Acts 24
Acts 15:22–24 in Latin (left column) and Greek (right column) in Codex Laudianus, written about AD 550.
BookActs of the Apostles
CategoryChurch history
Christian Bible partNew Testament
Order in the Christian part5

Acts 24 is the twenty-fourth chapter of the Acts of the Apostles in the New Testament of the Christian Bible. It records the period of Paul's imprisonment in Caesarea. The book containing this chapter is anonymous but early Christian tradition uniformly affirmed that Luke composed this book as well as the Gospel of Luke.[1]

Text

The original text was written in Koine Greek. This chapter is divided into 27 verses.

Textual witnesses

Some early manuscripts containing the text of this chapter are:

Location

Jerusalem
Jerusalem
Caesarea
Caesarea
Location of Caesarea (with Jerusalem as reference)

The events in this chapter took place in Caesarea.

The speech for the prosecution (24:1–9)

The Sanhedrin promptly sent a delegation, bringing a professional rhetor (KJV: orator; NRSV attorney) to make a formal rhetorical presentation on their behalf (verse 1).[2] The venue of the hearing has changed to be 'much more in the Roman sphere than the Jewish'.[2]

Verse 1

And after five days Ananias the high priest descended with the elders, and with a certain orator named Tertullus, who informed the governor against Paul.[3]

Verse 5

For we have found this man a pestilent fellow, and a mover of sedition among all the Jews throughout the world, and a ringleader of the sect of the Nazarenes:[5]

The speech for the defense (24:10–21)

In his turn to speak, Paul, like Tertullus, focuses his self-defence (apologia, verse 10) on events in Jerusalem, that he has not been involved in disputes or riots in synagogue or temple (verse 12), and, 'as Luke takes pains to show, no offence against the law can be proved against him' (verse 13).[2]

Felix defers judgement (24:22–27)

Bronze prutah minted by Antonius Felix in Nero's third year (date: LC; 56/57 AD).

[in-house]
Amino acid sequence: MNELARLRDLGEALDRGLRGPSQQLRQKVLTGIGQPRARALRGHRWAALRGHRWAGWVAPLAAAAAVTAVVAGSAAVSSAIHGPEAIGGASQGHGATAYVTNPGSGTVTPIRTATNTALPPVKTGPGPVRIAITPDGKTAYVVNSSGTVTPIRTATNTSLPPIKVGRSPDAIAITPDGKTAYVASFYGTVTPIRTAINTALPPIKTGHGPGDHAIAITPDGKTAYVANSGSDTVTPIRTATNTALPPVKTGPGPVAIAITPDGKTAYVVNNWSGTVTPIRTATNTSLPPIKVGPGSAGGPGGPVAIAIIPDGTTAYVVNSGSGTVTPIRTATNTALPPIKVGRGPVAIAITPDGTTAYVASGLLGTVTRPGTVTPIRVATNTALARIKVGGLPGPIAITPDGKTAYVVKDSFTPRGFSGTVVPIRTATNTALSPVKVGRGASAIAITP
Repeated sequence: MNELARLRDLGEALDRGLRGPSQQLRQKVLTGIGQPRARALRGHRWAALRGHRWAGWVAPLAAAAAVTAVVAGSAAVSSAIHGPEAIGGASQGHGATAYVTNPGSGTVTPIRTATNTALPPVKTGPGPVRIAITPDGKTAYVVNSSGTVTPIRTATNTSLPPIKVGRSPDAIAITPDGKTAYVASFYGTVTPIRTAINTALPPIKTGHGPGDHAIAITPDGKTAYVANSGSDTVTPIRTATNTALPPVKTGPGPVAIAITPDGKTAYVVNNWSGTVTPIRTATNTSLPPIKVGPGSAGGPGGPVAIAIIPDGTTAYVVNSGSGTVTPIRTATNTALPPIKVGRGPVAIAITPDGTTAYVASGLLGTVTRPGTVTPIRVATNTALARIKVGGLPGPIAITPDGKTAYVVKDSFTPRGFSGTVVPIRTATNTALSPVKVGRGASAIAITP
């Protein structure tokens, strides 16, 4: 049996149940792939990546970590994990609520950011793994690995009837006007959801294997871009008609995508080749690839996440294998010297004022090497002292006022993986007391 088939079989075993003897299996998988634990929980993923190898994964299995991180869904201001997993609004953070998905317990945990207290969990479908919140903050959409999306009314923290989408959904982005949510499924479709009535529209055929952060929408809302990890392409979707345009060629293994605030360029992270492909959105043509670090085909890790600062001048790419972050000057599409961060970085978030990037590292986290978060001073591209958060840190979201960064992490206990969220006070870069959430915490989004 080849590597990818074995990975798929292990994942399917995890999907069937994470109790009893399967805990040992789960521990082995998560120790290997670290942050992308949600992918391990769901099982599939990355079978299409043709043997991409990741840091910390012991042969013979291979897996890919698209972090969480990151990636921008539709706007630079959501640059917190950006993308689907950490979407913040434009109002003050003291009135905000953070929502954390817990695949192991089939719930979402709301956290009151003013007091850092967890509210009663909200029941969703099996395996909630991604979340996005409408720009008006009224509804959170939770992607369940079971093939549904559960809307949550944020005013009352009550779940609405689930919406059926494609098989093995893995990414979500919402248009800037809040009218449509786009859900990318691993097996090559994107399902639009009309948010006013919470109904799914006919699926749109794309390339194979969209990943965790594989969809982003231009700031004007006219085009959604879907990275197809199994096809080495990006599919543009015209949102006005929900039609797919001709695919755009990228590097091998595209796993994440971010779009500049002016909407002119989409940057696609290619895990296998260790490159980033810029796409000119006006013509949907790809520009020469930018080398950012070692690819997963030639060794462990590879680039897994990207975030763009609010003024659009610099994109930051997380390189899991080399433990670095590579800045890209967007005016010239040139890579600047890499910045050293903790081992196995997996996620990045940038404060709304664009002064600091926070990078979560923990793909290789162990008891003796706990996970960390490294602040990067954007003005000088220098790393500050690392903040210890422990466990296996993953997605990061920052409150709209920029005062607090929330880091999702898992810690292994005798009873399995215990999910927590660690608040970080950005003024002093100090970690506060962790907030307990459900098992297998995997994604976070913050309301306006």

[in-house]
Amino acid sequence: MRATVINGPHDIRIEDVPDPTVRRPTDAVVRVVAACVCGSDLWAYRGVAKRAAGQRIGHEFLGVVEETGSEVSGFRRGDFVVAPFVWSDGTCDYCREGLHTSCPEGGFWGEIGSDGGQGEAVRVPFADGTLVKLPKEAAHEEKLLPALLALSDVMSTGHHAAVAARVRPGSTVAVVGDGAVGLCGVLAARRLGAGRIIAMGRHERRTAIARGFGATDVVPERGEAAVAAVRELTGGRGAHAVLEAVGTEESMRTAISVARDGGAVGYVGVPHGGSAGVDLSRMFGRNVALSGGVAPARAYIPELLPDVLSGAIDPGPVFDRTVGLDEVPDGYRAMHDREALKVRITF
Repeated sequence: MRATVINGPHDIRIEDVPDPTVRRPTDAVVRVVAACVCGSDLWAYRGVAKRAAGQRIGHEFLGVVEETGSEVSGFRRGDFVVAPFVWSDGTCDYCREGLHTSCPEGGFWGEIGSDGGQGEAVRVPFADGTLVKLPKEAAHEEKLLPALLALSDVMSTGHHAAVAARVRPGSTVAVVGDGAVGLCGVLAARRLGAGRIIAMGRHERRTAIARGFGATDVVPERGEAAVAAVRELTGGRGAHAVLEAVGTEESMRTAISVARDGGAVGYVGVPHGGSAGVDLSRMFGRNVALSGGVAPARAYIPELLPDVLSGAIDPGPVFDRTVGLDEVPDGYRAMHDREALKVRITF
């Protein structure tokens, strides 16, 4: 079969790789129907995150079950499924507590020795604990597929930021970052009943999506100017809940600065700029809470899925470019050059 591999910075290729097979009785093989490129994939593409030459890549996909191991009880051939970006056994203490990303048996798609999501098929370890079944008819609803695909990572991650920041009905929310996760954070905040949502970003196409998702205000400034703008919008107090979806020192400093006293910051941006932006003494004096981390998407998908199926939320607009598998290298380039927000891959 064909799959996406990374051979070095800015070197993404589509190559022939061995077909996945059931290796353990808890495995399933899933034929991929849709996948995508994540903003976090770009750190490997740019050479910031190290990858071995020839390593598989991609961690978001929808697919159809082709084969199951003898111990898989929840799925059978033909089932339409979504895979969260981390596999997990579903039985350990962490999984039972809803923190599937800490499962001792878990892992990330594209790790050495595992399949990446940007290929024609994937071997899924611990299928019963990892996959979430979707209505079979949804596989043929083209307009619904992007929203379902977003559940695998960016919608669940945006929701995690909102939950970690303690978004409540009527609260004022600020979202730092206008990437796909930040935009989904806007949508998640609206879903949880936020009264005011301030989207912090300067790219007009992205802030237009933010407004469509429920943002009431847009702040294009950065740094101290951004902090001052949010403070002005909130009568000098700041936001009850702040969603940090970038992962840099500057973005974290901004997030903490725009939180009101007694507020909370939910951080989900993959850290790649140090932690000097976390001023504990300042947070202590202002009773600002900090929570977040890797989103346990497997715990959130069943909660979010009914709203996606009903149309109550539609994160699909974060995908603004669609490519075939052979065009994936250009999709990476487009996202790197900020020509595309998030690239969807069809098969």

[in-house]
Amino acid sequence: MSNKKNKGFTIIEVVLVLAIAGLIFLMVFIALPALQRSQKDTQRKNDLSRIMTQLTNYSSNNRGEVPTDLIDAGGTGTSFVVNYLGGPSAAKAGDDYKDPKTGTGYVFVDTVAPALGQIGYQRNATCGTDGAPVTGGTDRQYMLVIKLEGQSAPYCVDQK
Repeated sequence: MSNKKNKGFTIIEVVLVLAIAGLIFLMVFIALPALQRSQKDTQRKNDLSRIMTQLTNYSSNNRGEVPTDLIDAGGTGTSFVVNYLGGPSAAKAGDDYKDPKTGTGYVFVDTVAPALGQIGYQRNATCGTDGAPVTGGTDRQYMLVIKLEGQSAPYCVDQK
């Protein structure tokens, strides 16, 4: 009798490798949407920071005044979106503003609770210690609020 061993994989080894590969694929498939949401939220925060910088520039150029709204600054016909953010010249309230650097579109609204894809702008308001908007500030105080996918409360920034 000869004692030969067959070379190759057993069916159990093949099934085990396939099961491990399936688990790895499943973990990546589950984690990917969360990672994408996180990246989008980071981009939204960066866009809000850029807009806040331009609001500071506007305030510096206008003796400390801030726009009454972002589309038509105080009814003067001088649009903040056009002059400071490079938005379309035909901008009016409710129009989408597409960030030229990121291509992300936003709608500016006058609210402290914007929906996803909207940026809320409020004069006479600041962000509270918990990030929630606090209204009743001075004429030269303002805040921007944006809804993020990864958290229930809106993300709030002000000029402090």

Bronze prutah minted by Antonius Felix in Nero's third year (date: LC; 56/57 AD).
Bronze prutah minted by Porcius Festus in Nero's fifth year (date: LE; 58/59 AD)
Bronze prutah minted by Porcius Festus in Nero's fifth year (date: LE; 58/59 AD)

When prosecution and defense have presented their cases, Felix the procurator 'refuses to be drawn into making a judgement', first 'on the pretext of waiting for the tribune's report' (verse 22), but then 'no more is heard of this'.[2] According to custom at that time, Paul could be released at the end of Felix's term of office (verse 27), yet 'Felix deliberately leaves the case for his successor'.[2]

Verse 27

But after two years Porcius Festus succeeded Felix; and Felix, wanting to do the Jews a favor, left Paul bound.[8]

See also

  • Related Bible parts: Acts 21, Acts 22, Acts 23
  • References

    1. ^ Holman Illustrated Bible Handbook. Holman Bible Publishers, Nashville, Tennessee. 2012.
    2. ^ a b c d e Alexander 2007, p. 1057.
    3. ^ Acts 24:1 KJV
    4. ^ Alexander 2007, p. 1056.
    5. ^ Acts 24:5 KJV
    6. ^ Note [e] on Acts 24:5 in NET Bible.
    7. ^ Allison, Dale C., Jr. (2007). "57. Matthew". In Barton, John; Muddiman, John (eds.). The Oxford Bible Commentary (first (paperback) ed.). Oxford University Press. p. 850. ISBN 978-0199277186.
    8. ^ Acts 24:27 NKJV
    9. ^ Turner, Cuthbert Hamilton (1911). "Bible § The Chronology of the Apostolic Age" . In Chisholm, Hugh (ed.). Encyclopædia Britannica. 3 (11th ed.). Cambridge University Press. pp. 892–893.
    10. ^ Bruce, F. F. (1983). New Testament History. Doubleday. pp. 345f.

    Sources